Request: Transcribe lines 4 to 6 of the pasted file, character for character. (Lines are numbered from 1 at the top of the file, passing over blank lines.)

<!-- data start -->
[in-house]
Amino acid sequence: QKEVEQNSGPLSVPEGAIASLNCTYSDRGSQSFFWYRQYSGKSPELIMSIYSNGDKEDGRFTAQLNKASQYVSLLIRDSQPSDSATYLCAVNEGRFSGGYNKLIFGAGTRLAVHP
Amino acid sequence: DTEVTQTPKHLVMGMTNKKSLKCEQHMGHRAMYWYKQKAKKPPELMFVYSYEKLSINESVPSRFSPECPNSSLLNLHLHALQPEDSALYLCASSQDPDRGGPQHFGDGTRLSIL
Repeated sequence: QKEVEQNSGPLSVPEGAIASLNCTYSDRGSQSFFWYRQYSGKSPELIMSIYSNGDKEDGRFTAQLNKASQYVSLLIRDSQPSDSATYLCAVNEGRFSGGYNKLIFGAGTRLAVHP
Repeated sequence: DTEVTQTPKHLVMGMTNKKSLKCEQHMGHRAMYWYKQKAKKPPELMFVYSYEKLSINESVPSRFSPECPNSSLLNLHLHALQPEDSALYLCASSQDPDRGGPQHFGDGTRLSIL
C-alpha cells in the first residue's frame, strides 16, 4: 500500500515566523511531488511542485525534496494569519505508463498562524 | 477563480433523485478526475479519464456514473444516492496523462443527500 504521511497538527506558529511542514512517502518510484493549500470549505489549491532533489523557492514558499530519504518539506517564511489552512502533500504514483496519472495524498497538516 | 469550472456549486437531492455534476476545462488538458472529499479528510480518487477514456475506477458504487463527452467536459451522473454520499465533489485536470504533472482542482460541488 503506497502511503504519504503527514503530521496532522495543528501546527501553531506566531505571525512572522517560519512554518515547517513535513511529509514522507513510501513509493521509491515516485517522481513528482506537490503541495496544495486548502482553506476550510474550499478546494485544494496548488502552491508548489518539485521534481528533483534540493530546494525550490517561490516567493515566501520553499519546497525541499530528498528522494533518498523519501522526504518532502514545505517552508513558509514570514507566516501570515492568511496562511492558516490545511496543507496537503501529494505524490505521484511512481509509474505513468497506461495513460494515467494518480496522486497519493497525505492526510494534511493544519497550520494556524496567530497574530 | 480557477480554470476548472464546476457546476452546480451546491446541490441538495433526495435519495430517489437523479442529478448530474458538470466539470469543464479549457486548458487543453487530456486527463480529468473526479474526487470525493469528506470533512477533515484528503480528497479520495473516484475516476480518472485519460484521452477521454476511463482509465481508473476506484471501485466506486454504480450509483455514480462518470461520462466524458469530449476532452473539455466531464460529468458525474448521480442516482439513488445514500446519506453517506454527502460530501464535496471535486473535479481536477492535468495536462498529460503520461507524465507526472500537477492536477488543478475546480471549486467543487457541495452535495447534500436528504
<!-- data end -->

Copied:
Repeated sequence: QKEVEQNSGPLSVPEGAIASLNCTYSDRGSQSFFWYRQYSGKSPELIMSIYSNGDKEDGRFTAQLNKASQYVSLLIRDSQPSDSATYLCAVNEGRFSGGYNKLIFGAGTRLAVHP
Repeated sequence: DTEVTQTPKHLVMGMTNKKSLKCEQHMGHRAMYWYKQKAKKPPELMFVYSYEKLSINESVPSRFSPECPNSSLLNLHLHALQPEDSALYLCASSQDPDRGGPQHFGDGTRLSIL
C-alpha cells in the first residue's frame, strides 16, 4: 500500500515566523511531488511542485525534496494569519505508463498562524 | 477563480433523485478526475479519464456514473444516492496523462443527500 504521511497538527506558529511542514512517502518510484493549500470549505489549491532533489523557492514558499530519504518539506517564511489552512502533500504514483496519472495524498497538516 | 469550472456549486437531492455534476476545462488538458472529499479528510480518487477514456475506477458504487463527452467536459451522473454520499465533489485536470504533472482542482460541488 503506497502511503504519504503527514503530521496532522495543528501546527501553531506566531505571525512572522517560519512554518515547517513535513511529509514522507513510501513509493521509491515516485517522481513528482506537490503541495496544495486548502482553506476550510474550499478546494485544494496548488502552491508548489518539485521534481528533483534540493530546494525550490517561490516567493515566501520553499519546497525541499530528498528522494533518498523519501522526504518532502514545505517552508513558509514570514507566516501570515492568511496562511492558516490545511496543507496537503501529494505524490505521484511512481509509474505513468497506461495513460494515467494518480496522486497519493497525505492526510494534511493544519497550520494556524496567530497574530 | 480557477480554470476548472464546476457546476452546480451546491446541490441538495433526495435519495430517489437523479442529478448530474458538470466539470469543464479549457486548458487543453487530456486527463480529468473526479474526487470525493469528506470533512477533515484528503480528497479520495473516484475516476480518472485519460484521452477521454476511463482509465481508473476506484471501485466506486454504480450509483455514480462518470461520462466524458469530449476532452473539455466531464460529468458525474448521480442516482439513488445514500446519506453517506454527502460530501464535496471535486473535479481536477492535468495536462498529460503520461507524465507526472500537477492536477488543478475546480471549486467543487457541495452535495447534500436528504